I am a Dawoodi Bohra. Today I read your article which says that when Muslims were targeted in Gujarat, Dawoodis claimed that they are not Muslims. I don't know when you publish this but I totally disagree with your article. First of all what you wrote is based on a few persons who even don't know what they are. When you got such a report first of all you should have contacted our Mullana in order to verify the matter. All Dawoodi Bohars are Muslim. I think you people are misguiding others who don't know about Dawoodi Bohra community. For your information, big Indian Muslim organizations like Muslim Personal Law Board, Haj Committee, Aligarh Muslim University etc better know Dawoodi Bohras and our Mollana Sayedna Muhammad Burhanuddin (T U S). 
Saifee Challawala 
saifee_challa@hotmail.com

Editor: The report you mention was published in July 2002. We received a number of reactions from the Bohra community and others about this report at the time and these were promptly published in the newspaper. The very logic behind the report was our belief that Bohras are our brothers-in-faith and therefore there was sheer disbelief when reports came that some Bohras during Gujarat pogrom tried to deny this fact for short-term worldly benefits. The report is not critical of Bohras per se but of this behaviour by some of them during a time of trial for all Muslims, Bohras and non-Bohras alike.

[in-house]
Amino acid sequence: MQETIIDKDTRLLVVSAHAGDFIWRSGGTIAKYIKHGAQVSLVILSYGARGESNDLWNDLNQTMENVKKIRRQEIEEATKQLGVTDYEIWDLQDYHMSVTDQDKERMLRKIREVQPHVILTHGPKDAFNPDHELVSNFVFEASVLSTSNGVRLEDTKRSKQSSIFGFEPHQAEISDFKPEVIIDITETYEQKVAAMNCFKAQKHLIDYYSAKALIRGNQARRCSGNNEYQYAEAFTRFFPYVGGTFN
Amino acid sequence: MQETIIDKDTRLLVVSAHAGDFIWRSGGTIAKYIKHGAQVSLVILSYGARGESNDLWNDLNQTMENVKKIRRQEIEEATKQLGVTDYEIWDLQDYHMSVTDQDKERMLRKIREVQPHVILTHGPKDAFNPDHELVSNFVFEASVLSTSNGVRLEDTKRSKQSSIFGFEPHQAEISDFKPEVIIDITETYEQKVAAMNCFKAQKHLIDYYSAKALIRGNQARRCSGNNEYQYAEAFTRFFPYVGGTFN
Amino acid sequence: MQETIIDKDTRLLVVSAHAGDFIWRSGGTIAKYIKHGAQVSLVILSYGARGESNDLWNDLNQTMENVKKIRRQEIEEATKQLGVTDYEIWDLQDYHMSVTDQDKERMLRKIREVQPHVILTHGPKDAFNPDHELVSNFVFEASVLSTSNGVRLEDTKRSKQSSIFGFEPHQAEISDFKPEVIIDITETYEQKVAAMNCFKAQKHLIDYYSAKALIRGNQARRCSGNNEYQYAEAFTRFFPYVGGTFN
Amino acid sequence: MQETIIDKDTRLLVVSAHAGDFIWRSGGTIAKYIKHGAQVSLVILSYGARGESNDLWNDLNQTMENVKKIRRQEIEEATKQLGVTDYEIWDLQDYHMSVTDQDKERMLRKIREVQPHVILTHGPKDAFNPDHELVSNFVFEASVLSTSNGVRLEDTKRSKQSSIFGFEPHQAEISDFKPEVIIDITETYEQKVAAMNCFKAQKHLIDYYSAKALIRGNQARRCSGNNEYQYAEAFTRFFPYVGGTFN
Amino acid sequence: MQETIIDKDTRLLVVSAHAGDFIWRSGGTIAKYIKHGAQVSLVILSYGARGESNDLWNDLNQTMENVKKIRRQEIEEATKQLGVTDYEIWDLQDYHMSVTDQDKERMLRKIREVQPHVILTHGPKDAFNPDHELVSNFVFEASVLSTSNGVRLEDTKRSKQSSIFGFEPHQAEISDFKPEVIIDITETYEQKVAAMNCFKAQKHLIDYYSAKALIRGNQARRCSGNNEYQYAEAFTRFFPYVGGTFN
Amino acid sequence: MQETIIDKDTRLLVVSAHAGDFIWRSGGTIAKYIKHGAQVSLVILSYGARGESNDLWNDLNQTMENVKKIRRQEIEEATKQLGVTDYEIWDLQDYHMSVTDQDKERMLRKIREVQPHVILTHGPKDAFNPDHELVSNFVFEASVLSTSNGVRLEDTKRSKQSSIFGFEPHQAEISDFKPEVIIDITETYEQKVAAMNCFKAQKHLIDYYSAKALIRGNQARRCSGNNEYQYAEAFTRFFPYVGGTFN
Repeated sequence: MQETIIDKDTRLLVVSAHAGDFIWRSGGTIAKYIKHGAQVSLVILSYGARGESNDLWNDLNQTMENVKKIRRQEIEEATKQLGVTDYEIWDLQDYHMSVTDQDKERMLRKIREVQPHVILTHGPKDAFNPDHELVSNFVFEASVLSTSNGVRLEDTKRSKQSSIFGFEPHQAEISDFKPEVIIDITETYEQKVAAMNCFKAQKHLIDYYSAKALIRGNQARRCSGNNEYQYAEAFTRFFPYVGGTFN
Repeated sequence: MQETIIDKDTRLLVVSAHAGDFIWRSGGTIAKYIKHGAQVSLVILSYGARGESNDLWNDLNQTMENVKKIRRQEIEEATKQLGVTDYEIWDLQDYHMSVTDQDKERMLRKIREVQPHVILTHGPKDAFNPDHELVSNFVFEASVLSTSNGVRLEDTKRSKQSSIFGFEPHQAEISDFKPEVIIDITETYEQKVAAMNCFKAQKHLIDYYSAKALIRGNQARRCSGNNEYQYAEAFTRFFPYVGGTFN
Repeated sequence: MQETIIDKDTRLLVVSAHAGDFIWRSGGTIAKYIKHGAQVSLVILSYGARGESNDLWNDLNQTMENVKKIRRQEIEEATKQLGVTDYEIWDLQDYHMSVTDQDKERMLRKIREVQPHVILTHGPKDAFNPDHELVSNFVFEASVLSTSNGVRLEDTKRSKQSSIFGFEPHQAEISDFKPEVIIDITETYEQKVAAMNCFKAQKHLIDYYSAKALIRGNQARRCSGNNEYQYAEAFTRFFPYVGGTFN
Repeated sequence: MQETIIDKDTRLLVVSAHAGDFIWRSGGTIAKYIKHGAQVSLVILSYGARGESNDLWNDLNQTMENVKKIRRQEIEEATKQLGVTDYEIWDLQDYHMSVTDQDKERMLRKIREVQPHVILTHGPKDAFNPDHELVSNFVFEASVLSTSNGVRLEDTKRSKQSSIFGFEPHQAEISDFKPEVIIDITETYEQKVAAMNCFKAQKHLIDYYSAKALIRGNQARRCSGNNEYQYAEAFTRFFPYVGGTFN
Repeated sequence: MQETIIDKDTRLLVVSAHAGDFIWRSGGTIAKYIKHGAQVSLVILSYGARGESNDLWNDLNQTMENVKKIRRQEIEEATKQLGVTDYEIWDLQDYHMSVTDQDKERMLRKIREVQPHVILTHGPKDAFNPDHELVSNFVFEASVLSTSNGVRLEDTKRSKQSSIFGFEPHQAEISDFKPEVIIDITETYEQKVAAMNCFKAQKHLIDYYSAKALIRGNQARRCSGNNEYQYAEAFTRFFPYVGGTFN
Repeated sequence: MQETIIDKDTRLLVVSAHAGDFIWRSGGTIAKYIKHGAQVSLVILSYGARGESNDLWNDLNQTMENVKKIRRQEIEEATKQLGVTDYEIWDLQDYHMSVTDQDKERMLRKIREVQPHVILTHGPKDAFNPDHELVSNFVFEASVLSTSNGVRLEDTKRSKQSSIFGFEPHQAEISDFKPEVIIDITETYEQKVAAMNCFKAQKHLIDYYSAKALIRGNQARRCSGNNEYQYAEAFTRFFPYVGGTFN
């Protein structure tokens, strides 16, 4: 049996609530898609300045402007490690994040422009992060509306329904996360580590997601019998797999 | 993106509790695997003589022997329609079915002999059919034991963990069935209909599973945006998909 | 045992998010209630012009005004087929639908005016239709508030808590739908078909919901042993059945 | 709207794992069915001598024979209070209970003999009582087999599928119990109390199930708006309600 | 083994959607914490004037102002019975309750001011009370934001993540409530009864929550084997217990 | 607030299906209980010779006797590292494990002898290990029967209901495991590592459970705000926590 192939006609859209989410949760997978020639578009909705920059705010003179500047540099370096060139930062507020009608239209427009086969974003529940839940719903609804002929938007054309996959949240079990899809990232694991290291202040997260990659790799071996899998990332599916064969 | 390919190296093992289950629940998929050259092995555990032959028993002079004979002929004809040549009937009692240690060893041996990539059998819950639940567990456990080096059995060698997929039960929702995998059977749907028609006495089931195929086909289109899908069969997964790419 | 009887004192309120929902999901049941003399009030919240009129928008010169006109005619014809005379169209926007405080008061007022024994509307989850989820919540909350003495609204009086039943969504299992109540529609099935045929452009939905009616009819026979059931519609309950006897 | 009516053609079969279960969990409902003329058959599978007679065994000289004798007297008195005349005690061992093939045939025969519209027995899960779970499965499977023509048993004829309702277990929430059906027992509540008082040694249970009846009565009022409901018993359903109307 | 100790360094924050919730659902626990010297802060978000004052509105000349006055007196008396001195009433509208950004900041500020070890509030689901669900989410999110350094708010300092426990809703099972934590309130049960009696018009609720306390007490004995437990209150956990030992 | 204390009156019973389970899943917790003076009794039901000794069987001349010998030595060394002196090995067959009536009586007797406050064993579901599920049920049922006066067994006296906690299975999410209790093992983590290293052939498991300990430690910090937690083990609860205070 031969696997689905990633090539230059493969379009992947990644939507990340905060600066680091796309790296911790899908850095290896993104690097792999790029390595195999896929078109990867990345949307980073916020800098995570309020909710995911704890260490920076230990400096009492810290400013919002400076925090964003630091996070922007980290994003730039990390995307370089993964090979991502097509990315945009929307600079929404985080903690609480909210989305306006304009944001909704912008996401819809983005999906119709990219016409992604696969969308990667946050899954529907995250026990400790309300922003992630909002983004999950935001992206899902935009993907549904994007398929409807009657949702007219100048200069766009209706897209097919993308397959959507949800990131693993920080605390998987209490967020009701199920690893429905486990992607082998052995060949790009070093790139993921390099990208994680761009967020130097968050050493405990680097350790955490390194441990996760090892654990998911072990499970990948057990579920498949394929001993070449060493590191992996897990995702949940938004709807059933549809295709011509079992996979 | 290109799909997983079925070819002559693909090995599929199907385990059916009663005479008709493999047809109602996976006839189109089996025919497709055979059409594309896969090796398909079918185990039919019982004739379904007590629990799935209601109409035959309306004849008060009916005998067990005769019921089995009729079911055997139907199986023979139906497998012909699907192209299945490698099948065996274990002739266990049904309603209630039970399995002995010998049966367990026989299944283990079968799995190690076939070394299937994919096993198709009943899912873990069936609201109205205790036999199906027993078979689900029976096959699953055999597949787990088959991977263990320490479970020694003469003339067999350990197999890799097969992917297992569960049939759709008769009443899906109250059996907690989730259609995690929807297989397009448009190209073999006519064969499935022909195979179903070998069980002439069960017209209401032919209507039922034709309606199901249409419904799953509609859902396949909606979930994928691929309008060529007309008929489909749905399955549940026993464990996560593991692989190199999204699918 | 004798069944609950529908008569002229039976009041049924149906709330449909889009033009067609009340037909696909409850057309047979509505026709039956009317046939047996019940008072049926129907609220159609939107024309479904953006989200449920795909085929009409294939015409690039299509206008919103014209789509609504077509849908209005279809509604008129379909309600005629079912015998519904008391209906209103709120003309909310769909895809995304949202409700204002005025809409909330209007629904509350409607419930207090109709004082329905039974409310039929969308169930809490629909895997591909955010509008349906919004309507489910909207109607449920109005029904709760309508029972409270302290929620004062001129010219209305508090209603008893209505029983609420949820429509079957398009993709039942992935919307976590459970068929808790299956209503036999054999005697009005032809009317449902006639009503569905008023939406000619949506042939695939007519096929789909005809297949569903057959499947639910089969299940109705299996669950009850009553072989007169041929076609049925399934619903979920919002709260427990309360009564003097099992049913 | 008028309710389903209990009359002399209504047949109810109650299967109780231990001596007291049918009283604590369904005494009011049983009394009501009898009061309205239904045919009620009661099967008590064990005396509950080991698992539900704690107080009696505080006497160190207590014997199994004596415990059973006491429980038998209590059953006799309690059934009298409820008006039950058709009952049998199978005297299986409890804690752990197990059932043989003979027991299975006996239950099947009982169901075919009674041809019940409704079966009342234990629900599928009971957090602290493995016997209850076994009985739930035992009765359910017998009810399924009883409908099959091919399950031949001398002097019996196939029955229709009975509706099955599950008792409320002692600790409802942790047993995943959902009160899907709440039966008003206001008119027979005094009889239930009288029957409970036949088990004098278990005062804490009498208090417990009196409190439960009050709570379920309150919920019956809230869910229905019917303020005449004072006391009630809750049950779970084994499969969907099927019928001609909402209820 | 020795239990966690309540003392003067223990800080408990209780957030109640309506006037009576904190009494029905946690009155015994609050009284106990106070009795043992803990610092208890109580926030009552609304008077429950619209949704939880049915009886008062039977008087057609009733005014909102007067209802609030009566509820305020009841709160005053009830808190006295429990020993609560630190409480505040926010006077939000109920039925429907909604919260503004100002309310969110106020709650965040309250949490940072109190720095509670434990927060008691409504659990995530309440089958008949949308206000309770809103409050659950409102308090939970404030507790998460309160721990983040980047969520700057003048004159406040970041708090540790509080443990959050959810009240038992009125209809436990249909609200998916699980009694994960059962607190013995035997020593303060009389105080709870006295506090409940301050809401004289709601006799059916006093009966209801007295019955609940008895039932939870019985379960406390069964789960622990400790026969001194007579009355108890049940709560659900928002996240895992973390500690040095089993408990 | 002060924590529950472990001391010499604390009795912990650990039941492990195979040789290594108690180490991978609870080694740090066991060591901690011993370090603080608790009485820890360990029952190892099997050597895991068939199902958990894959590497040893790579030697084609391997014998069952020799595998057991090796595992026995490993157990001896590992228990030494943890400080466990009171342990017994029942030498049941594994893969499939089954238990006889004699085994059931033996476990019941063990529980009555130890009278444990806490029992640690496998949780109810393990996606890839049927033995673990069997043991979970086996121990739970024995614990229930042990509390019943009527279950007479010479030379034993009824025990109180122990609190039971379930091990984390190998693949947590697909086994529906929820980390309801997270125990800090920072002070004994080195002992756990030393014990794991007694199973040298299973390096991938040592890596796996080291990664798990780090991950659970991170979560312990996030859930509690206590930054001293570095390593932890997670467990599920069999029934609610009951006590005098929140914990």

Being indifferent is a crime
"Cheen o Arab hamara...Hindostan hamara...Rehne ko ghar nahi hai...sara jahan hamara..." Sahir Ludhyanvi wrote the above lyrics for a Hindi film years ago...how apt and relevant it is even today when we are faced with the question of survival in a world where something as basic as food and water is now becoming a luxury that may well be available only to the privileged. Some businessman buying off a whole river...a state govt. fighting with the other over sharing of a river water...govt.store houses full of grains and people dying of hunger just because the release of those grains involves a whole lot of red tapism...poor pavement dwellers being run over by the reckless rich...this list of the woes of common masses can run into many pages.
Being rich is not a crime...but being indifferent and thoughtless towards the weaker sections and the needy in the society is a crime...but unfortunately such crimes are often not even discussed because the so called intellectuals and the thinking class usually is confined to the very rich who have never experienced hunger or thirst...they have never slept roofless...and even if these matters are discussed the essence of it is lost in useless debates in iftar and cocktail parties and the whole exercise seems politically and commercially motivated without any practical solutions being reached at. It only serves the vested interests of those in power or wanting to come to power. It is indeed a heartless mockery of the plight of the poor when to discuss their poverty and anguish the rich come together at wasteful dinner parties or national and global seminars. 
The nameless faceless, common man is like the joker (read voter) in a game of rummy...coming in handy to the winner who actually holds the cards and manipulates them well to his advantage. And nobody can deny the fact that sincere and thoughtful media can do a lot to make the rich and the famous responsible and worthy citizens too...even in a world where talking of morals and duties has become a crime. People like me are still optimistic simply because we believe in God...and "We also believe in miracles. They do happen even today with prayer, love and willpower". 
Zohra Javed, Allahabad 
usman_jawed@rediffmail.com